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Newsom signs bill allowing Pismo to take over part of Highway 1 

Pismo Beach is one step closer to taking ownership of a stretch of Highway 1 that runs through city limits, a move city officials say could allow Pismo more control over its own traffic and road management.

On Oct. 3, Gov. Gavin Newsom signed Senate Bill 504, which allows Caltrans to relinquish its jurisdiction over a 2.5-mile stretch of Highway 1 running through Pismo city limits to the city of Pismo itself. The bill, which was authored by Sen. Bill Monning (D-Carmel) and Assemblymember Jordan Cunningham (R-San Luis Obispo), will go into effect in January 2020.

click to enlarge LOCAL CONTROL On Oct. 3, Gov. Gavin Newsom signed Senate Bill 504, which allows Caltrans to relinquish its jurisdiction over a 2.5 mile stretch of Highway 1 running through Pismo Beach city limits to the city of Pismo itself. - FILE PHOTO BY KASEY BUBNASH
  • File Photo By Kasey Bubnash
  • LOCAL CONTROL On Oct. 3, Gov. Gavin Newsom signed Senate Bill 504, which allows Caltrans to relinquish its jurisdiction over a 2.5 mile stretch of Highway 1 running through Pismo Beach city limits to the city of Pismo itself.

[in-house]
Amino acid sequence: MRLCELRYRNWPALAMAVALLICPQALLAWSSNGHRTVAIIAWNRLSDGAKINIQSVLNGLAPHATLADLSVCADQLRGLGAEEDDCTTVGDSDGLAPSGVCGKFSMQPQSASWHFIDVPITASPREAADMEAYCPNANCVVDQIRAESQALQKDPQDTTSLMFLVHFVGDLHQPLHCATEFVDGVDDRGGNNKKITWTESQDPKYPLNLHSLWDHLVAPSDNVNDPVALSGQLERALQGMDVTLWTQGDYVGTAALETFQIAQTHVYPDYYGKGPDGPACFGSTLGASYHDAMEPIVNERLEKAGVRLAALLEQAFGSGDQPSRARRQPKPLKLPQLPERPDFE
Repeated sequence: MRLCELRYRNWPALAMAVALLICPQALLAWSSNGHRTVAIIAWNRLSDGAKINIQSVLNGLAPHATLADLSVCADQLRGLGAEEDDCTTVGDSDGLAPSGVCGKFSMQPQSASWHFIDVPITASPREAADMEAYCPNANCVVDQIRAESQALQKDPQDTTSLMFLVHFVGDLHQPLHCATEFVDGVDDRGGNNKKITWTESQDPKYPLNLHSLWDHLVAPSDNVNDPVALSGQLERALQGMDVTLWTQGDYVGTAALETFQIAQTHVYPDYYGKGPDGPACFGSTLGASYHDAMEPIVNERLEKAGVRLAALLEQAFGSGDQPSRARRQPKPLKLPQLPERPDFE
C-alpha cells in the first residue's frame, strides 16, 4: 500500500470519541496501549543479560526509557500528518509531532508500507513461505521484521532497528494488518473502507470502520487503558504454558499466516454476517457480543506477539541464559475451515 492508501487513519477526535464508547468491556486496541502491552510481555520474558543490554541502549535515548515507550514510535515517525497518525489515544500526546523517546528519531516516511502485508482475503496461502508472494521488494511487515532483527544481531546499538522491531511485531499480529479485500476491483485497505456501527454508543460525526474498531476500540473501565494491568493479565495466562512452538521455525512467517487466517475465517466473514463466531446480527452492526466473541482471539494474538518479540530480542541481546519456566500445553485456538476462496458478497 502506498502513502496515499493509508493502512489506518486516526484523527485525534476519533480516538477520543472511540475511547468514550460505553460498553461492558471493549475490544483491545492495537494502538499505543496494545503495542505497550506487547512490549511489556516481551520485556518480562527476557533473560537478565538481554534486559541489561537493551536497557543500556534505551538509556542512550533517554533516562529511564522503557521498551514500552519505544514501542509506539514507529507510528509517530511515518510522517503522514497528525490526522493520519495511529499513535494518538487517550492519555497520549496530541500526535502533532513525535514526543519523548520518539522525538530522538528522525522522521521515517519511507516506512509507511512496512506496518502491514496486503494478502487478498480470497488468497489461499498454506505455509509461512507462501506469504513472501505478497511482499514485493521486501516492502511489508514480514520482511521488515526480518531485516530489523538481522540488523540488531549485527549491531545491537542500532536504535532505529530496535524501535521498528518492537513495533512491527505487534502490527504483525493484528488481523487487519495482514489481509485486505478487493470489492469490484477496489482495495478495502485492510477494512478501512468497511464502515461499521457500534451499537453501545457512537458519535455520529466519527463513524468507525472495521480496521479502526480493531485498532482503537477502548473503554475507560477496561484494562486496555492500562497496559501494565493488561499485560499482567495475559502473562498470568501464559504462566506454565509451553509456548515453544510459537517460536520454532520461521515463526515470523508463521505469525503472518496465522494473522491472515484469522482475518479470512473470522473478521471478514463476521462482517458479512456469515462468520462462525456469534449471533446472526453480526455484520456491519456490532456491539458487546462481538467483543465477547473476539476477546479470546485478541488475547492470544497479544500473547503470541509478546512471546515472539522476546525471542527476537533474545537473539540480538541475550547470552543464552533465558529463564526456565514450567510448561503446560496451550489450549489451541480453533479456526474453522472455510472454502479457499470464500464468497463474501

Although it's still unclear whether the ownership transfer will actually happen, SB 504 makes it possible, according to Pismo Mayor Ed Waage. The city has been seriously considering taking Highway 1 for the last two years, a recourse that Waage said could make maintaining and changing the road more efficient.

"We have a huge problem with traffic circulation," Waage told New Times.

Pismo's traffic issues are most apparent during warm summer weekends, when Waage said tourists, locals, and Central Coast residents alike flood through the town to hit the beach. Cars pile up during the slow-moving search for parking and at a left turn from Ocean View Avenue onto Highway 1, backing up traffic all throughout the town and on freeway exits.

City staff have discussed solutions to those problems in the past, Waage said, but making changes to Highway 1 currently would require Caltrans approval and funding. Taking ownership of the road would mean increased maintenance and construction bills for Pismo, but Waage said the costs could be worth having more control.

"It gives us an opportunity to increase traffic flow," he said.

Still, the city hasn't officially decided whether it wants Highway 1. City Manager Jim Lewis said city staff want to be sure that any customized road markings and traffic control strategies Pismo could implement would really work for the city. Caltrans is also planning to repair portions of Highway 1 in 2021, and Lewis said Pismo wants to wait until that's finished before making any drastic changes. If city staff do decide to move forward with the ownership transfer, Lewis said Pismo would need to make a formal request to Caltrans, which would then submit the request to the California Transportation Commission for approval.

"Again, we still have a good bit of analysis to do before we decide if this is the best option for us," Lewis wrote in an email to New Times, "but it is good to have the option if we deem it is in our community's best interest." Δ

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